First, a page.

Read more on the following major ecological impacts:Species extinctionExtreme weather events and sea level riseEcosystems
Species extinction (sixth major mass extinction)
Climate change is altering the patterns of life on the planet, causing widespread extinction, migration and behavioural changes, as species have been unable to adapt to the rate of the changes that are occurring in their environments.
It is commonly believed that at our current rate of species loss, we are in the midst of the Earth’s sixth major mass extinction. The factor which distinguishes this extinction event, however, is that unlike the previous extinctions caused by natural phenomena – such as a comet or a catastrophic volcanic eruption – human activity has been the dominant force.
According to an estimate indicated by the Intergovernmental Panel on Climate Change (IPCC), about 1,125 of mammals and 1,150 species of birds are under a significant risk of global extinction due to climate-related changes
Extreme weather events and sea level rise
Global climate change is causing drastic changes in the frequency and intensity of extreme weather events. The effect of rising average temperatures is already felt in many places around the world. Increases in temperatures will mean that some regions will experience more extreme heat while others may cool slightly. Flooding, drought and intense summer heat will result. Violent storms and other extreme weather events are already resulting from the increased energy stored in our warming atmosphere.
While projections of changes in precipitation show an overall increase in the global average, the more substantial shifts will be in where and how precipitation falls. Again, this will affect different areas in different ways. Tropical regions, for example, are already experiencing far more extreme storms than previously documented. Depending on the location and ecosystem type, it is reasonable to expect higher frequencies and more severe events of drought, storm surges, floods, forest fires, hurricanes and other extreme weather events around the world.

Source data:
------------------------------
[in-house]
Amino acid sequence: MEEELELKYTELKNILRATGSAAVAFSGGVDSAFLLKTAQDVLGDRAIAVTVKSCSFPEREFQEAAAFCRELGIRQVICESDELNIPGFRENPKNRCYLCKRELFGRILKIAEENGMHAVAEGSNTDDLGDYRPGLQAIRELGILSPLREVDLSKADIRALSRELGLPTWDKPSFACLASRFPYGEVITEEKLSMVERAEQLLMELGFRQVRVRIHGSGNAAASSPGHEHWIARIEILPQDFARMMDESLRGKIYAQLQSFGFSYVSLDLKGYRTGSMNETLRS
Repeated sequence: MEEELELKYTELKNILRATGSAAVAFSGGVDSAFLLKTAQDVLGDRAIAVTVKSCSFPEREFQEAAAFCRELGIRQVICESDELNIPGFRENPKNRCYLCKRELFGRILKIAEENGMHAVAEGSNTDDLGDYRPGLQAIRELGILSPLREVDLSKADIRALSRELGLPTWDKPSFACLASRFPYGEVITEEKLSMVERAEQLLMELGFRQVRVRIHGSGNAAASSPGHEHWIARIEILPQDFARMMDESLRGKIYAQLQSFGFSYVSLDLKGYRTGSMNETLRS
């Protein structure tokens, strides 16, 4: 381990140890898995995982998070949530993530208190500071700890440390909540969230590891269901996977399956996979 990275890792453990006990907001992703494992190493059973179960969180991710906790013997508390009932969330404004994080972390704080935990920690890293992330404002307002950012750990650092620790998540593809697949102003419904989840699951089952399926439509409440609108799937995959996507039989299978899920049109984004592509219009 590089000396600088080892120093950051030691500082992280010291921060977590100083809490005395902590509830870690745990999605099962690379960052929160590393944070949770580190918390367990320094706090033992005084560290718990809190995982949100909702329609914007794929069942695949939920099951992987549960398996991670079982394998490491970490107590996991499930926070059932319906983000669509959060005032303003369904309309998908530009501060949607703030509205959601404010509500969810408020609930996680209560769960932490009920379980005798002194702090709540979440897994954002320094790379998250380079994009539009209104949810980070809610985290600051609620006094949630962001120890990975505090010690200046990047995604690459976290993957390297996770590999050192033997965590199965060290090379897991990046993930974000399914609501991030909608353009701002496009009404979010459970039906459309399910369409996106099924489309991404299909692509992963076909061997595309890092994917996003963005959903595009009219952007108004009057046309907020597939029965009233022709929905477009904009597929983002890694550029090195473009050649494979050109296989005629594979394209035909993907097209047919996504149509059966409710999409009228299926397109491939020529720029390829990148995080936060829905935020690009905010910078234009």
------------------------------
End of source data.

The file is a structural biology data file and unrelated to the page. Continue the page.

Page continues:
Read a story about challenges of people in Maldives face with sea level rise and higher frequency of severe storms and varying rainfall patterns…
Ecosystem alterationChange in the climate has, and will continue to translate into drastic changes for some of the Earth’s most sensitive ecosystems.Perhaps the most vital terrestrial transformation (on a human scale, at least) is expected to come from the rapid growth of arid, desert environments, which are overtaking previously fertile soils as climate change continues to drive hotter and drier conditions in some regions. The human, economic and ecological costs of an increase in desertification would be tremendous. Already, the annual costs of desertification in areas such as Tunisia and Spain are upwards of US$100 million and US$200 million, respectively.
Facts about desertification Desertification directly affects 250 million people worldwideAbout 4 billion hectares of the earth’s land surface is degraded due to desertification Livelihoods of nearly 1 billion people in over 100 countries, who depend on land for most of their needs, are threatened due to desertification. About 66 percent of the African continent is desert or dry lands About 30 percent of the land in the United States is affected by desertification Source: UNCCD Desertification directly affects 250 million people worldwideAbout 4 billion hectares of the earth’s land surface is degraded due to desertification Livelihoods of nearly 1 billion people in over 100 countries, who depend on land for most of their needs, are threatened due to desertification. About 66 percent of the African continent is desert or dry lands About 30 percent of the land in the United States is affected by desertification Source: UNCCD
On the other hand, in addition to affecting terrestrial ecosystems, climate change will also impact aquatic ecosystems. One of the Earth’s most fascinating and diverse ecosystems, coral reefs, are also one the most vulnerable to climate change. Coral reefs are the protective home for thousands of species and they provide many goods and services to humans such as medicine, food etc. As coral reefs are extremely sensitive to changes in the temperature and acidity of the water in which they form, several scientific studies have demonstrated that many of the world’s reefs are preciously close to complete failure.
Photo credit: University Corporation for Atmospheric Research
Coral reefs and fish population are highly threatened due to rising sea water temperatures in Mauritius. Find out more on our climate calendar page.…..